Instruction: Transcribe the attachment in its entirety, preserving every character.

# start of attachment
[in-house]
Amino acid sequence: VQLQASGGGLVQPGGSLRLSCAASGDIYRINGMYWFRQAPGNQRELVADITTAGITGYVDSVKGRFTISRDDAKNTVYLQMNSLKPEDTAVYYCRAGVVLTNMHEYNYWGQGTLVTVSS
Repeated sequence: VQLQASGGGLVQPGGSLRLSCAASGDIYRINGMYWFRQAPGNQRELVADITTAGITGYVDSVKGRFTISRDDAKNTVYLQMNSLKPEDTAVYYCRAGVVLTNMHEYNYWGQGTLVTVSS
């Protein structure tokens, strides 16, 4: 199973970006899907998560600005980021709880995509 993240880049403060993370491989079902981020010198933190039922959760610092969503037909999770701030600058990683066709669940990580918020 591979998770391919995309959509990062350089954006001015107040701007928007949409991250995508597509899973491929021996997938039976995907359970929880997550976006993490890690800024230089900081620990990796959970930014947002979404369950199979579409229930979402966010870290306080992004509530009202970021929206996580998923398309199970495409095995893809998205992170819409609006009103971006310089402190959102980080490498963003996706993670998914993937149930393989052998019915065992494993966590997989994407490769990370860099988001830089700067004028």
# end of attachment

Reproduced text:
[in-house]
Amino acid sequence: VQLQASGGGLVQPGGSLRLSCAASGDIYRINGMYWFRQAPGNQRELVADITTAGITGYVDSVKGRFTISRDDAKNTVYLQMNSLKPEDTAVYYCRAGVVLTNMHEYNYWGQGTLVTVSS
Repeated sequence: VQLQASGGGLVQPGGSLRLSCAASGDIYRINGMYWFRQAPGNQRELVADITTAGITGYVDSVKGRFTISRDDAKNTVYLQMNSLKPEDTAVYYCRAGVVLTNMHEYNYWGQGTLVTVSS
């Protein structure tokens, strides 16, 4: 199973970006899907998560600005980021709880995509 993240880049403060993370491989079902981020010198933190039922959760610092969503037909999770701030600058990683066709669940990580918020 591979998770391919995309959509990062350089954006001015107040701007928007949409991250995508597509899973491929021996997938039976995907359970929880997550976006993490890690800024230089900081620990990796959970930014947002979404369950199979579409229930979402966010870290306080992004509530009202970021929206996580998923398309199970495409095995893809998205992170819409609006009103971006310089402190959102980080490498963003996706993670998914993937149930393989052998019915065992494993966590997989994407490769990370860099988001830089700067004028």